When such receipt acknowledgement is provided:
[T]he employer shall enter in his records with respect to such employee the name and address of the employee exactly as shown on the receipt, the expiration date of the receipt, and the address of the issuing office. The receipt shall be retained by the employee. 26 C.F.R. 31.6011(b)-2(c)(2)(iii)
If the SSN is not available at the time the company is filing its return and reporting wages paid to such employee pursuant to regulations,
the employer shall enter on the return, with the entry with respect to the employee, the name and address of the employee exactly as shown on the receipt, the expiration date of the receipt, and the address of the issuing office. 26 C.F.R. 31.6011(b)-2(c)(3)(1).
As a practical matter, an employer may want to discuss the available options with its payroll administrator. Generally, there are two options available: (1) provide the employee with a "dummy" number and enter the employee in the payroll system while applying the appropriate withholdings; or (2) estimate withholding amounts and pay the employee's net salary. Once the SSN is obtained the withholding can then be applied to the employee's account and the company will the need to amend its returns. A word of caution, dummy numbers may also create red flags and could eventually become a basis for an Immigration and Customs Enforcement Audit (ICE) if the IRS shares this information with the immigration services.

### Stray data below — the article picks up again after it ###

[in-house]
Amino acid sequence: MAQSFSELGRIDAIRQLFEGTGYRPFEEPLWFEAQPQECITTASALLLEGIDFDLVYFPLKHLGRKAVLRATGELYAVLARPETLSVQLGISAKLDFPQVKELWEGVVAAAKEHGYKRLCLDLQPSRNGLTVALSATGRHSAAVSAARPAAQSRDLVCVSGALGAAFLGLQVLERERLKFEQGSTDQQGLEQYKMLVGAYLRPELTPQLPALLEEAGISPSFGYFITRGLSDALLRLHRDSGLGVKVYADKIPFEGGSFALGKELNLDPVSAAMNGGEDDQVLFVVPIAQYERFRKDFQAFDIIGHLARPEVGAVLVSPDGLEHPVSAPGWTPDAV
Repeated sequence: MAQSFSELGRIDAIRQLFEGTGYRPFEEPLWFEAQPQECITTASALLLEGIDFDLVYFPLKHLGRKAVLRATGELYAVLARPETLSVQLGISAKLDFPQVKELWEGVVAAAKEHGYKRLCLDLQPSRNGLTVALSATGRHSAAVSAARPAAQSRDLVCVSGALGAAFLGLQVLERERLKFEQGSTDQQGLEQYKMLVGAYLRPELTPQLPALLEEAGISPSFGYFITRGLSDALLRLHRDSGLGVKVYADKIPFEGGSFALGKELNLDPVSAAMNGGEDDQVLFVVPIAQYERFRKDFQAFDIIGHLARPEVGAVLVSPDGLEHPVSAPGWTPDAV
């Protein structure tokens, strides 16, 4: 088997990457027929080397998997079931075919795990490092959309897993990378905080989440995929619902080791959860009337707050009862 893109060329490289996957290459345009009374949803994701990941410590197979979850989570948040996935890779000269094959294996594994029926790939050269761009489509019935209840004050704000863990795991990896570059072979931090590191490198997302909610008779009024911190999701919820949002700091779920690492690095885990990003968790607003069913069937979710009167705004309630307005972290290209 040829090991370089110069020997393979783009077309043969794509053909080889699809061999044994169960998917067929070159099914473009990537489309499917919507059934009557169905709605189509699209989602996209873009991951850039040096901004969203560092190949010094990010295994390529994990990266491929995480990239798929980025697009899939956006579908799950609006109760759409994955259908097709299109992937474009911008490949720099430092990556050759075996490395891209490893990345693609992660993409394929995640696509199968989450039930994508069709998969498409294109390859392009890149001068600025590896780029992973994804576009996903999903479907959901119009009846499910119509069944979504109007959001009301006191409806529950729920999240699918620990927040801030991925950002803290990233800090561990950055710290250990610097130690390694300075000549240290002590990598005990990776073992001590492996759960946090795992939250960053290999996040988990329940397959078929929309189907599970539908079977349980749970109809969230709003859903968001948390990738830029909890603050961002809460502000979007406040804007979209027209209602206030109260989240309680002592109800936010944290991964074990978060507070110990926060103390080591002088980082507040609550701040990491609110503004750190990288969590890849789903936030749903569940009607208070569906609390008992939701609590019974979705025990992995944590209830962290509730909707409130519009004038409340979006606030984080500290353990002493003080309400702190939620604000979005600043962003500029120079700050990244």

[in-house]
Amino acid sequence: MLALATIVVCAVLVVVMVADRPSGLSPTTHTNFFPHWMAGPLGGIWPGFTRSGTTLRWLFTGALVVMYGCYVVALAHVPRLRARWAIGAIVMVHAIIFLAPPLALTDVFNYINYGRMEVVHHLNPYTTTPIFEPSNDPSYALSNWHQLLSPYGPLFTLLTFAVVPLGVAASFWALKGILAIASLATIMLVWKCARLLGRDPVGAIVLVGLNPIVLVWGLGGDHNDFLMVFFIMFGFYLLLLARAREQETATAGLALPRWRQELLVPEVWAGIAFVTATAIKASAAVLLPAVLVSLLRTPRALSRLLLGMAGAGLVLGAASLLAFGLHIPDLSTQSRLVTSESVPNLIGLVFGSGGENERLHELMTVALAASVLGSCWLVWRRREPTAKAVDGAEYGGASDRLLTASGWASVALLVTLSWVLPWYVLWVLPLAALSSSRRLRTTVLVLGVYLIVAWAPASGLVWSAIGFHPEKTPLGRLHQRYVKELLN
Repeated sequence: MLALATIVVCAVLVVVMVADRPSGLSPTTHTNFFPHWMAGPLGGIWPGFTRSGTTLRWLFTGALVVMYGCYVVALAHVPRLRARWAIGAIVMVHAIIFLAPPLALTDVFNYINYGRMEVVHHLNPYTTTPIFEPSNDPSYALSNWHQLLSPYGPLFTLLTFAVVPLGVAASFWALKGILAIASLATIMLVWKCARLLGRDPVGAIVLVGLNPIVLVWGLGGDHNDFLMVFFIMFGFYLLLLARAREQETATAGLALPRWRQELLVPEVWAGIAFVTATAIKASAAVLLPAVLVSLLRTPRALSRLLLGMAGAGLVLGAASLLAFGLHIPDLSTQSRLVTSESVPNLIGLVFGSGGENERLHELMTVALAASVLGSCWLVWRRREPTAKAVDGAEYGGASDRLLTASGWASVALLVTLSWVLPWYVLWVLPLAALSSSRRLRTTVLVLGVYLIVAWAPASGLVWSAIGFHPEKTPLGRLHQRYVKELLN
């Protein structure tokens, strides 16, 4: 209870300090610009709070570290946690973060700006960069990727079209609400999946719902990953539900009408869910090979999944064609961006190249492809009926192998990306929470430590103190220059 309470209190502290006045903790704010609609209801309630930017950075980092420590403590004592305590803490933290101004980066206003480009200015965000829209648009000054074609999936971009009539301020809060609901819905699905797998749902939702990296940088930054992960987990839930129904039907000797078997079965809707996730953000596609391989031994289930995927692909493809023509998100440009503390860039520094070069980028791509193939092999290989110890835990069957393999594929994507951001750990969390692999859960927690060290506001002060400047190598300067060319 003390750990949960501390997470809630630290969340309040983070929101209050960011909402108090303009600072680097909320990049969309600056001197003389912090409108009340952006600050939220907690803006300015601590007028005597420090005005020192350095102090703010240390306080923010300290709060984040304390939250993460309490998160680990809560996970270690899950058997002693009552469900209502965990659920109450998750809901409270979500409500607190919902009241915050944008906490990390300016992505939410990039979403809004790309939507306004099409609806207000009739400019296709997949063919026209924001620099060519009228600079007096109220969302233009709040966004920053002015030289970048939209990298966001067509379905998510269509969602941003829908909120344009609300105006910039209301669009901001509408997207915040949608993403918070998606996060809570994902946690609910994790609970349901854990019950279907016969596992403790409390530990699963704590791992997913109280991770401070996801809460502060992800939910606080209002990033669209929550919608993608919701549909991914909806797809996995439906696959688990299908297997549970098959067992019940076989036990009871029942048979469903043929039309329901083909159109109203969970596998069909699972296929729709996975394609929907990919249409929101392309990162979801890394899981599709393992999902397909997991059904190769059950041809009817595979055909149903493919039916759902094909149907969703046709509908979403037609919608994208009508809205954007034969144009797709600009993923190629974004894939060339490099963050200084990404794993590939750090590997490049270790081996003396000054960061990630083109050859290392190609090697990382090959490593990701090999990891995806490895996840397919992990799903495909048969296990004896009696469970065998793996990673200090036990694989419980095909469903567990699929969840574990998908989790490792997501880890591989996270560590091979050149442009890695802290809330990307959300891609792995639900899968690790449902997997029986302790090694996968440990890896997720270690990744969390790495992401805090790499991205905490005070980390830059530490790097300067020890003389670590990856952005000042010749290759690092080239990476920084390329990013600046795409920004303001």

What about the ITIN some may be asking, is it the answer to our dilemma? For those without work authorization who have in the past tried to obtain an alternative identifier to the SSN by applying with the IRS for an Individual Taxpayer Identification Number (ITIN), that option is also disappearing. The IRS issues ITINs only to individuals who are required to have a U.S. taxpayer identification number but who do not have, and are not eligible to obtain a Social Security Number (SSN) from the Social Security Administration (SSA). ITINs are issued regardless of immigration status because both resident and nonresident aliens may have U.S. tax return and payment responsibilities pursuant to the Internal Revenue Code. Individuals must have a filing requirement and file a valid federal income tax return to receive an ITIN, unless they meet an exception (just as limited and elusive as the SSA exceptions of course).